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Pacers Connections with UCLA, Wooden Run Deep

by Wheat Hotchkiss
Pacers.com Writer/Editor
@Wheat_Hotchkiss

The Pacers will honor the great John Wooden at Monday's Hickory Night game. Wooden was an Indiana native and enjoyed a tremendous playing career at Martinsville, Purdue, and with one of Indianapolis' first professional teams, but is best known for his legendary coaching career at UCLA, where he won 10 national championships in a 12-year span.

While Wooden did not coach any eventual Pacers players while at UCLA, a number of current and former Pacers players came through the UCLA program and were influenced by Wooden.

In fact, the current Pacers roster features three former Bruins, more UCLA players than any other NBA roster. Veteran point guard Darren Collison starred at UCLA from 2005-09, helping lead the Bruins to three straight Final Four appearances. Rookie big men TJ Leaf and Ike Anigbogu both were a part of the UCLA team that reached the Sweet Sixteen last spring as freshmen.

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Of course, the Pacers' connection to the UCLA program dates back much further than that. In 1987, the franchise took a skinny shooting guard out of UCLA named Reggie Miller with the 11th overall pick in the NBA Draft. Miller, of course, would spend his entire 18-year Hall of Fame career with the Pacers, setting numerous franchise records and leading the team to six Eastern Conference Finals and one NBA Finals appearance.

Other players who played both for UCLA and the Pacers include Pooh Richardson (played with the Pacers from 1992-94), Earl Watson (2009-10), and Tyus Edney (2000-01), who hit an iconic buzzer-beating shot against Missouri in the 1995 NCAA Tournament during the Bruins' run to their lone national title since Wooden's retirement.

While Wooden did not coach any of those players, he made a lasting impact on all of their careers. Wooden retired from coaching in 1975, but remained involved with the program until his death at the age of 99 in 2010. Almost every player who has come through UCLA speaks glowingly of the atmosphere Wooden created around the program, a foundation that has lasted through the decades, even after his retirement.

"It's one big family," Miller told the New York Times. "It's a brotherhood."

PHOTO GALLERY: John Wooden's Life of Basketball »

Collison was a part of some of the last UCLA teams that Wooden saw play and was fortunate enough to meet him on several occasions. Wooden would watch UCLA practices and always attended the Wooden Classic, an annual college basketball doubleheader in Anaheim that almost always featured the Bruins.

"He still was intelligent, even at his age," Collison remembered. "He got a chance to talk to the group. He said some pretty interesting things...The thing that I remember about him was all the wisdom that he had when he was talking."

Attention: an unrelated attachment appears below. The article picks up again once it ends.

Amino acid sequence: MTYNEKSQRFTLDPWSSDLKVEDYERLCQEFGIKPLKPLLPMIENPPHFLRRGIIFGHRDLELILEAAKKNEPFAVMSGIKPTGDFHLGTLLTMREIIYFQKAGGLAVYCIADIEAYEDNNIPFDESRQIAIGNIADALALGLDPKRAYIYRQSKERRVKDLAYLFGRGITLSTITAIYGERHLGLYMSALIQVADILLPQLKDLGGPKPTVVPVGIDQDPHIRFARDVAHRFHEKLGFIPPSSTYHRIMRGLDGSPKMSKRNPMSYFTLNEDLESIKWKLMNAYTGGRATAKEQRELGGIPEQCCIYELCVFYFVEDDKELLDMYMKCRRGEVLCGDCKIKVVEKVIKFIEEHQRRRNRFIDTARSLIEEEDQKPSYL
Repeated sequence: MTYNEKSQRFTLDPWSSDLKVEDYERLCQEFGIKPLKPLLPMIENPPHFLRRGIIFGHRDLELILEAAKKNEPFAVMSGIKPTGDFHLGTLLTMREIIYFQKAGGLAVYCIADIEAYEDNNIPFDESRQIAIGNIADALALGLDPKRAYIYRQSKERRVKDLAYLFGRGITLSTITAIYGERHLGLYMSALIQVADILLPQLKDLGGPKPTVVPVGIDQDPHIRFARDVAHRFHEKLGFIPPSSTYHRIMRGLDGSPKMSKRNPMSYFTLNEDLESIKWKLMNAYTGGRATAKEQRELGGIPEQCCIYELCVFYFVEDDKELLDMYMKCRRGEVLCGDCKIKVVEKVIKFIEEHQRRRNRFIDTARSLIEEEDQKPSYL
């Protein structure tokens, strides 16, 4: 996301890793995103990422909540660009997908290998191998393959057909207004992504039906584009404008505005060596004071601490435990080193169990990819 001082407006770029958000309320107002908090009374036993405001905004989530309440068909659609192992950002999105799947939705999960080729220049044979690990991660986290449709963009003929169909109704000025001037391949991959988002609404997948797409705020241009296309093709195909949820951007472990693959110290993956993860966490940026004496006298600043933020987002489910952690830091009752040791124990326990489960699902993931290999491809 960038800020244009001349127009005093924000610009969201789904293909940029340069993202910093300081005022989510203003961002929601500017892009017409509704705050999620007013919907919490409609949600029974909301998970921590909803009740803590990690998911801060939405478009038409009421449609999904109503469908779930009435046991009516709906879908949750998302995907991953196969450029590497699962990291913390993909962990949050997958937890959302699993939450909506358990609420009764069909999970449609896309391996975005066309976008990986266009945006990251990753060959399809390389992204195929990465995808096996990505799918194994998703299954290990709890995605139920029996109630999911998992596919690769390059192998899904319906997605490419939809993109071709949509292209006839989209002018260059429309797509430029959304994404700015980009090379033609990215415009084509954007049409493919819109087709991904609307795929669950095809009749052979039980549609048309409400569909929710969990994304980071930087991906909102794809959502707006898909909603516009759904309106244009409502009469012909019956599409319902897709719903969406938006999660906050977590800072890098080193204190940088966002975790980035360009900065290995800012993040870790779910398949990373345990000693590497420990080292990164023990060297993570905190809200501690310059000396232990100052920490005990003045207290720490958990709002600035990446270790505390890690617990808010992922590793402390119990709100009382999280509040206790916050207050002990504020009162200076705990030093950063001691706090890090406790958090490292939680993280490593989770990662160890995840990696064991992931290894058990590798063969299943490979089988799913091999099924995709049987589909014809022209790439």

Even though Wooden was not around when Leaf and Anigbogu attended UCLA, they still felt his impact during their time on campus. Leaf, whose coach at UCLA was another Indiana high school and college star in Steve Alford, had the chance to talk with several UCLA alums who either played for or met Wooden.

"Being at UCLA, something you didn't realize going in was how big of an impact he had with his players off the court," Leaf said. "...He turned so many players into great people, great men. A lot of the stories that I heard from his past players, that's what they talked about the most."

One of Wooden's greatest legacies is his "Pyramid of Success," a chart of the attributes most important to achieving greatness. The pyramid, which Wooden created while coaching at Indiana State and then implemented throughout his time at UCLA, is still used as a helpful guide to success in both the sports and business worlds.

"It's not just the basketball team, the whole UCLA athletic program uses the Pyramid of Success every day," Leaf said. "Everyone talks about it and it's a really big part of UCLA athletics."

When you think about it, it's kind of a remarkable story. A former Indiana basketball star moves to the West Coast and becomes a legendary coach, building a program that will later send a number of its biggest stars back to his home state to play in the NBA. Even today, John Wooden's impact is still being felt across the basketball world, both at UCLA and with the Pacers.

Pacers' UCLA Stars Thankful for Wooden

Jan. 8, 2017 - Former UCLA stars and current Pacers players Darren Collison, TJ Leaf, and Ike Anigbogu reflect on the impact legendary coach John Wooden, Monday's Hickory honoree, had on their program.

Wooden

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Pacers' UCLA Stars Thankful for Wooden

Jan. 8, 2017 - Former UCLA stars and current Pacers players Darren Collison, TJ Leaf, and Ike Anigbogu reflect on the impact legendary coach John Wooden, Monday's Hickory honoree, had on their program.
Jan 8, 2018  |  00:51

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